We've all been tempted to vent on Facebook, but usually don't because of the risk of backlash on such a public forum.
Now there's a new app — ConfessionDolls — that lets you use an avatar to unload your angst without fear of reprisal. Created in Amsterdam for iPhone, the app is described as an "electronic diary for confessions, secrets and all other personal stories which are not suitable for social media."
Tumblr and other sites allow users to post anonymously, which is why blogs have become a haven for such topics as anorexia and self harm. Facebook requires people to use their real names and encourages users to report self-harm content that they see. But ConfessionDolls asks only for a username and a password. All revelations — your own or others' — can be posted to your Facebook page or Twitter account.
In the app, each doll dangles from a virtual string — disturbingly like a noose, but the site creators say it's a rosary — and keywords from the latest post flicker around them, such as "creep," and "alone." The app uses the iPhone's portrait (vertical) and landscape (horizontal) modes to separate writing from viewing, so when you want to post, hold your phone upright and then flip it longways when you want to read what others have written.
After you've created your account with just a username and password, customize your doll's hair, skin, dress and accessories. Tap "ready" to move onto the confession screen where you'll type in a deep, dark secret. For now, confessions are limited to hurt feelings, rather than secrets, but it's early days.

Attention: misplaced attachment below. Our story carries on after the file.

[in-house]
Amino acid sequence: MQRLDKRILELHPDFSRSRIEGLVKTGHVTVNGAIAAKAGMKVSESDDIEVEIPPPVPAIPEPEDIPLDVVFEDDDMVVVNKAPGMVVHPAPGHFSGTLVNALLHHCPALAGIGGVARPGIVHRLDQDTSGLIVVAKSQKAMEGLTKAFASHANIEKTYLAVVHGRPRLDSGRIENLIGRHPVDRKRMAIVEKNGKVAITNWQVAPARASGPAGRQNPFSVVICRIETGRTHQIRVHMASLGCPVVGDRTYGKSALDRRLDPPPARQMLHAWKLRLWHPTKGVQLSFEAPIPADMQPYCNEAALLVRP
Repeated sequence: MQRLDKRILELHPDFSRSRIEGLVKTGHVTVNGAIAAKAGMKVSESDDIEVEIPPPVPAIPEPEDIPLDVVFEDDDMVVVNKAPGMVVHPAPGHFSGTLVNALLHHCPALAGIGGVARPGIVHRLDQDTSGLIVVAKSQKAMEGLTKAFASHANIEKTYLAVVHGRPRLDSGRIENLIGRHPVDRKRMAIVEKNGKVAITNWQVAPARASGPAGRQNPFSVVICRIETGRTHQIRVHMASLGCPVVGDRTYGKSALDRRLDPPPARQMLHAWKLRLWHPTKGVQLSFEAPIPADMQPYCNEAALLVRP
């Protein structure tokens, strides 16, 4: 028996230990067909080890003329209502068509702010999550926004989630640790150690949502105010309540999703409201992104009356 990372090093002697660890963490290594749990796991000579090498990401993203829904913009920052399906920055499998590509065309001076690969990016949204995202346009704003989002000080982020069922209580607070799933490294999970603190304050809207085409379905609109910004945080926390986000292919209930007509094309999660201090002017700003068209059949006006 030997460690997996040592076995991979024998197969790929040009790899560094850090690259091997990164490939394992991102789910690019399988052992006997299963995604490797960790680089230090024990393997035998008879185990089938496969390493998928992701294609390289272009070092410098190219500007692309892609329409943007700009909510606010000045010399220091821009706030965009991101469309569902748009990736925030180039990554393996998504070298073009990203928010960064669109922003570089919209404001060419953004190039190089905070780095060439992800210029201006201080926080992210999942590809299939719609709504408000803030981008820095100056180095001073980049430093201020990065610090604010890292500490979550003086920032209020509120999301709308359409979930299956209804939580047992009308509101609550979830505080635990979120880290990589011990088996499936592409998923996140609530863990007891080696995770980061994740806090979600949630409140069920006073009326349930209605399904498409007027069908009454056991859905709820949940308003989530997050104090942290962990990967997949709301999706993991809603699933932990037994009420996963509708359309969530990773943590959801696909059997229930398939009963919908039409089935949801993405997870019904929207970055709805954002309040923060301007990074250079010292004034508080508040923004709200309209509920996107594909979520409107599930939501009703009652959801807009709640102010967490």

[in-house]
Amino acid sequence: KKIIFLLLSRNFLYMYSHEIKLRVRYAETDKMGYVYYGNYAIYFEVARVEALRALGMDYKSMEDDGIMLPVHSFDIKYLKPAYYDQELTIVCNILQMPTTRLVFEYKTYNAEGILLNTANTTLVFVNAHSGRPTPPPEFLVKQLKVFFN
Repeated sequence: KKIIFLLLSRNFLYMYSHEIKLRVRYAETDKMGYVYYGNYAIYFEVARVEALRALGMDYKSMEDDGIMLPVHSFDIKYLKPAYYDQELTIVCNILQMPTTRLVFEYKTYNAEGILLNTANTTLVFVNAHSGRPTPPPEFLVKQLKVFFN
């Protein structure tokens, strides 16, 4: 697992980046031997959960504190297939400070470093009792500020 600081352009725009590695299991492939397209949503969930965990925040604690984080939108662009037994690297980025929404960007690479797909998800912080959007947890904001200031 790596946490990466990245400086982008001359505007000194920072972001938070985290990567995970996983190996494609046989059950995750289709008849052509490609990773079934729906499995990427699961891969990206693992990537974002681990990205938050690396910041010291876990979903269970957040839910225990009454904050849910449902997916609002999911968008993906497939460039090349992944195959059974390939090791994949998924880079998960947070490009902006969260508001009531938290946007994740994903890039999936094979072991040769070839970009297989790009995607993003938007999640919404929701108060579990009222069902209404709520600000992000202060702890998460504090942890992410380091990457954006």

For viewing posts made by others, flip your iPhone to a horizontal position to read messages like this one from kittyfishmilk, "People hate me all the time and when I find out I'm just begging on my knees to see why they hate me, I want them to be my friend and love me again."
ConfessionDolls is free from the App Store, but you'll have to confirm your age as 17 or older, which requires only a tap. An upgrade version, available for $2, offers alternate ways to view confessions such as by most popular and most active.
While there's nothing wrong with venting, this app could become a source for kids crying out for help, but because it's anonymous, it's like crying in the dark.